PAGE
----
Victorian State Budget reveals proceeds of landfill levy

The Victorian Government has revealed the proceeds of the state’s landfill levy in its 2017 State Budget.

The 2017 State Budget papers show the $200 million collected in municipal and industrial waste levies has been spent on Melbourne trams ($9.6 million), a $110 million plantation for the timber industry in the Latrobe Valley and $8.1 million on upgrading Parks Victoria’s website.

The Budget papers also revealed the Government diverted landfill levies to new lighting, heating and solar panels into government buildings ($20 million), the purchase of land to establish three new Melbourne metropolitan parks ($21.5 million) and a range of other areas.

The Weekly Times reported that the Government’s own independent inquiry into the Environmental Protection Agency, last year found: “These levies are failing in their primary regulatory objective of reducing disposal to landfill”.

“Evidence that the Municipal and Industrial Landfill Levy is having little impact on household behaviour feeds into community concerns that the levy’s purpose is to raise revenue, rather than reduce waste,” the report concluded.

“Indeed, over the past 10 years, the average amount of waste attributable to each Victorian every year increased by 29 per cent.”

Mary Lalios, President of the Municipal Association of Victoria said the original intent of collecting the landfill levy was to boost recycling rates and support waste reduction and sustainability initiatives.

“Councils have been crying out for support with waste and resource recovery projects and the exorbitant cost of rehabilitating closed landfill sites, yet the State Government has chosen to spend landfill levy revenue on totally unrelated purposes,” Cr Lalios said.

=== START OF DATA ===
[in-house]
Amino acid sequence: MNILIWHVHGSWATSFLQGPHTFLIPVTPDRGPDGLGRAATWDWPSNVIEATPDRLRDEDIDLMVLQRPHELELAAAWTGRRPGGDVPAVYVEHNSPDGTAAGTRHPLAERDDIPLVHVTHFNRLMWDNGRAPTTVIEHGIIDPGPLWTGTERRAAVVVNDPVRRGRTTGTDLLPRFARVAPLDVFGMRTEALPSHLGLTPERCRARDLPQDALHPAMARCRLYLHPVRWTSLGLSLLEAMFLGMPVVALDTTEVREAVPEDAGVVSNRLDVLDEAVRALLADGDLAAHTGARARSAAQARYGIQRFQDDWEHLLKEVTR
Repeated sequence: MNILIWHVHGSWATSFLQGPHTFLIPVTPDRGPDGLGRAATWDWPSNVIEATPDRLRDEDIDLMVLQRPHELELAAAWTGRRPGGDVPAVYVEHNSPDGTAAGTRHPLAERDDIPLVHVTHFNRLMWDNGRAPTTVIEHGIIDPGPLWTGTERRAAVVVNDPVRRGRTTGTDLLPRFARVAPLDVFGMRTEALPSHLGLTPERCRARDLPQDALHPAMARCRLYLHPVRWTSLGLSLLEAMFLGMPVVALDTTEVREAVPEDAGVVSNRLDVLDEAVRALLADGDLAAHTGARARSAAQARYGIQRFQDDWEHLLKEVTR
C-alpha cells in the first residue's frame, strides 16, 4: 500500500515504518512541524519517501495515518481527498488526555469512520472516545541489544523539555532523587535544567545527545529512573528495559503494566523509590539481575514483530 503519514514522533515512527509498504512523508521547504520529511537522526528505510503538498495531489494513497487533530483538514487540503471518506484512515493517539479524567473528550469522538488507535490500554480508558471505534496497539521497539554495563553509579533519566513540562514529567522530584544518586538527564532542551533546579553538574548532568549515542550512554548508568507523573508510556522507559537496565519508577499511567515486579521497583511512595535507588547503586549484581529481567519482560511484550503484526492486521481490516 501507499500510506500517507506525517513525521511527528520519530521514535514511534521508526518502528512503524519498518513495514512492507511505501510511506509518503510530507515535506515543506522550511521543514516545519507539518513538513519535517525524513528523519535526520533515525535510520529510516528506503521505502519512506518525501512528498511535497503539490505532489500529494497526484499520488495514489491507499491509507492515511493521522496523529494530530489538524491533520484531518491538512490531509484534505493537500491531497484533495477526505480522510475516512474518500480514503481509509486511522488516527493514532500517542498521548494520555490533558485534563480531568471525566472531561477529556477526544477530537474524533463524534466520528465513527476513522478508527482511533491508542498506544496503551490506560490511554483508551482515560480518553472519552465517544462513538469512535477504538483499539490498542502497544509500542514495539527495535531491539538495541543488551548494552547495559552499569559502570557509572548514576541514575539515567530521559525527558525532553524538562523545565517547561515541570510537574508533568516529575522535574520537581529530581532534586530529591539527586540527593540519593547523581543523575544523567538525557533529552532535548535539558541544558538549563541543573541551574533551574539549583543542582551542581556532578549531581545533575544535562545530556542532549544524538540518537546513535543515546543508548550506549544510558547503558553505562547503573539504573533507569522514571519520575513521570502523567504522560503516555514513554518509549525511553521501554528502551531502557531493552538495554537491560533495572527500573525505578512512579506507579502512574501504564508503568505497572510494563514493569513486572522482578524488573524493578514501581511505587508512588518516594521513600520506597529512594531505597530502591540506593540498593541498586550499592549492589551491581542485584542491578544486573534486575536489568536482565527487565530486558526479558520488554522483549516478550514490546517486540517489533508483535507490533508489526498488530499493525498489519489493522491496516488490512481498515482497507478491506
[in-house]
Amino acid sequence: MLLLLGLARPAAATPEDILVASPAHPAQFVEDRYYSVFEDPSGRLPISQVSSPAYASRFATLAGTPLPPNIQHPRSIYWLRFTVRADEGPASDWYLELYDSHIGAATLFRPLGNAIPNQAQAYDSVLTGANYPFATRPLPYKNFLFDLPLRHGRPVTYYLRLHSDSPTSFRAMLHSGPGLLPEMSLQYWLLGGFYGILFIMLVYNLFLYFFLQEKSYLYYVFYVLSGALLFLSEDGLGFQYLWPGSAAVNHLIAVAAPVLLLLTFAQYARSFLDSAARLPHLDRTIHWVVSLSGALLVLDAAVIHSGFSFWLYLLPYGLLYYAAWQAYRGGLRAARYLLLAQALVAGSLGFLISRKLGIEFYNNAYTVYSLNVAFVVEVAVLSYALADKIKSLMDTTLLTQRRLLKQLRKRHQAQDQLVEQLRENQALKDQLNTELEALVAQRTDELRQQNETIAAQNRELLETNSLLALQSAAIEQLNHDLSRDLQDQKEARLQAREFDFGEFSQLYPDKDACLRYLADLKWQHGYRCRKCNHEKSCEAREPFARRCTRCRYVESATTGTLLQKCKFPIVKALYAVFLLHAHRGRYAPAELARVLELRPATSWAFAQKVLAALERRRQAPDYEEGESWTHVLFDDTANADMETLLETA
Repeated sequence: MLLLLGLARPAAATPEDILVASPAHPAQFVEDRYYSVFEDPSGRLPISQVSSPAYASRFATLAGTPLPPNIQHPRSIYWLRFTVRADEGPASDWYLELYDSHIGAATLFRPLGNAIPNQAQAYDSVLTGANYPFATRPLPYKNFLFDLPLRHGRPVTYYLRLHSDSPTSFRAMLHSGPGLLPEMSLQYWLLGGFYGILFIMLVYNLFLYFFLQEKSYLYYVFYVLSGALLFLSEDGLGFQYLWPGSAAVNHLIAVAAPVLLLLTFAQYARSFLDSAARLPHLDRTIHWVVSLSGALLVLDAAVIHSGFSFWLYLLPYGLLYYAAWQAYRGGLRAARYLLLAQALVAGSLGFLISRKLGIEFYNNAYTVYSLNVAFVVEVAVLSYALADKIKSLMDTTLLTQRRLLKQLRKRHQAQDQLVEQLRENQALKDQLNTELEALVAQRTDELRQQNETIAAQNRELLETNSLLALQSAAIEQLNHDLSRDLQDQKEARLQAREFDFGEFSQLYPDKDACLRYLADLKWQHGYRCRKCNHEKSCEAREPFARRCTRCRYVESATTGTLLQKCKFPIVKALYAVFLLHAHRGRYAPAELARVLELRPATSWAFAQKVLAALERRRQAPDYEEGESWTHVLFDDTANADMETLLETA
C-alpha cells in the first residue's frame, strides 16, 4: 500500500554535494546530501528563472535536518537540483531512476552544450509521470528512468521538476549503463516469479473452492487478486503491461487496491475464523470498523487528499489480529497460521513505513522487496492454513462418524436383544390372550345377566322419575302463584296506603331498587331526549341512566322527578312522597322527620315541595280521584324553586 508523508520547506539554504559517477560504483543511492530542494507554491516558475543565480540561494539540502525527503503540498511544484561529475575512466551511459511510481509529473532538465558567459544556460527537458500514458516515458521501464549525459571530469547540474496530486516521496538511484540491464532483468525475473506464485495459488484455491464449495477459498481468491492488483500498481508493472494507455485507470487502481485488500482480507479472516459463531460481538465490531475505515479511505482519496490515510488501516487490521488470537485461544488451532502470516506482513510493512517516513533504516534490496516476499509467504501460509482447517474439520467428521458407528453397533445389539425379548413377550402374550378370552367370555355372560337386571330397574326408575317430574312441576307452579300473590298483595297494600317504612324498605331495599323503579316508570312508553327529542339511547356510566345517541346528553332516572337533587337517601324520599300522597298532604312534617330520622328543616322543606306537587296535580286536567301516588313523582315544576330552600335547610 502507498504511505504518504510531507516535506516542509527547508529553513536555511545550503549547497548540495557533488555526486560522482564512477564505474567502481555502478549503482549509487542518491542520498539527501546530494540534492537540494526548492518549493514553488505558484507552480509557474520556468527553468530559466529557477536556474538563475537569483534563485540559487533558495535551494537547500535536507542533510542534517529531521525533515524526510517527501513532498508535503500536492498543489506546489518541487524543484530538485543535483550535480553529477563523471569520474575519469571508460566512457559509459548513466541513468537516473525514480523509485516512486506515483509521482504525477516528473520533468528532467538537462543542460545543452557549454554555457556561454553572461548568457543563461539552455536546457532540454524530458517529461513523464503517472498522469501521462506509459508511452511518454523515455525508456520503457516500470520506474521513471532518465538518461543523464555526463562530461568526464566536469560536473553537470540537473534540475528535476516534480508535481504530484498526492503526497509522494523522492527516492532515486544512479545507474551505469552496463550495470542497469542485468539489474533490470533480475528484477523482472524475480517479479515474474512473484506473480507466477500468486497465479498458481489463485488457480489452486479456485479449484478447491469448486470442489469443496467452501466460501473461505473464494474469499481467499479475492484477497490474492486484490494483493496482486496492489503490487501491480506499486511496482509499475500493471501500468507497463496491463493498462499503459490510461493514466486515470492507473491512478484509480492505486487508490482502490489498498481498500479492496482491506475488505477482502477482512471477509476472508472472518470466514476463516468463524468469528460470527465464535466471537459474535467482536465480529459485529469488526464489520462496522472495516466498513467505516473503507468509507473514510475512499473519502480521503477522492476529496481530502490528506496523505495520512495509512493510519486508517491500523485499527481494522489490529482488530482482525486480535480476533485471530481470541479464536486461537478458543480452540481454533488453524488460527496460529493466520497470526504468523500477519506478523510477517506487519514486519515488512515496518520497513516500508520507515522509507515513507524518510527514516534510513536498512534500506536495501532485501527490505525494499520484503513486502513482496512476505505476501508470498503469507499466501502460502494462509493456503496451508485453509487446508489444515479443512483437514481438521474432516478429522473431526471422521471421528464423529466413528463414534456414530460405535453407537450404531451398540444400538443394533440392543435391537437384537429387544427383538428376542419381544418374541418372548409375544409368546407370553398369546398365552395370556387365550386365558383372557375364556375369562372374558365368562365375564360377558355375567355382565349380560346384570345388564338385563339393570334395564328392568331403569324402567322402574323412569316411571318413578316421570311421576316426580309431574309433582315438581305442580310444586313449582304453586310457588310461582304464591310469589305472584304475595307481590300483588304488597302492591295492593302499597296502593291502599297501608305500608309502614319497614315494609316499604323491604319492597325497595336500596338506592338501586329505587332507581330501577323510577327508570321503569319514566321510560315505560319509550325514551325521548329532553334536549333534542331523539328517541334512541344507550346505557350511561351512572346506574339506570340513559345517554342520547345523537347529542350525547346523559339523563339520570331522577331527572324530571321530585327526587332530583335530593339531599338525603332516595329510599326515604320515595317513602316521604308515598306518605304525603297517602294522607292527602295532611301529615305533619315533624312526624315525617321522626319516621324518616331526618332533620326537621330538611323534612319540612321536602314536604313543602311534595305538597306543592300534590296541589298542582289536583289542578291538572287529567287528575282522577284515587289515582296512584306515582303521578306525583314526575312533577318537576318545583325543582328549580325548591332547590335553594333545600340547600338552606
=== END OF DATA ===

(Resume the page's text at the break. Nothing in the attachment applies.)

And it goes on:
A spokesman for Victorian Energy Minister Lily D’Ambrosio told The Weekly Times levy funds were used to provide broad benefits to the Victorian community and contribute funding to state government agencies that work to protect the environment and ensure sustainable use of resources, including the EPA, Sustainability Victoria and the Waste and Resource Recovery Groups.

Ms Ambrosio’s office also highlighted that $30.4 million of budget funding had gone towards waste and resource recovery.

“An example of the landfill levy delivering for the Victorian community is the recently announced boost of funding and powers for the Environment Protection Agency — $162.5 million announced in the 2017 Budget was delivered from the landfill levy,” the spokesman said.

Budget 2017 also committed to greater investment in the waste and resource recovery sector, with a goal of generating jobs in regional areas.

“Steps will also be taken to keep e-waste out of landfill and foster Victoria’s emerging waste-to-energy market,” the Budget overview stated.

EPA Victoria CEO Nial Finegan said the significant investment under the Victorian 2017/18 Budget would enable EPA Victoria to fully implement the Victorian Government’s response to the EPA Inquiry.

“This is a very significant investment that provides EPA with great certainty and resourcing to implement our reform commitments and the Government’s vision for EPA over coming years,” Mr Finegan said.

“Through this investment, the Government has pledged its commitment to ensuring EPA is well resourced to become the modern, 21st century regulator envisaged in its response to the Inquiry.”

Mr Finegan said EPA had already delivered on the Government’s early commitments and was now planning for the remaining reforms.

“Victoria’s first Chief Environmental Scientist, Dr Andrea Hinwood, started with EPA Victoria this week and will strengthen and promote our scientific voice,” he said.

“EPA Victoria is committed to modernising to meet Victoria’s environment and human health challenges and will use this funding to deliver an environmental regulator that protects Victorians, and their environment, from the harmful effects of pollution and waste now and into the future.”

“Today’s announcement builds on the commitment made by the Victorian Government earlier this year in its response to the EPA Inquiry, and will allow us to continue to build on the great work already under way.”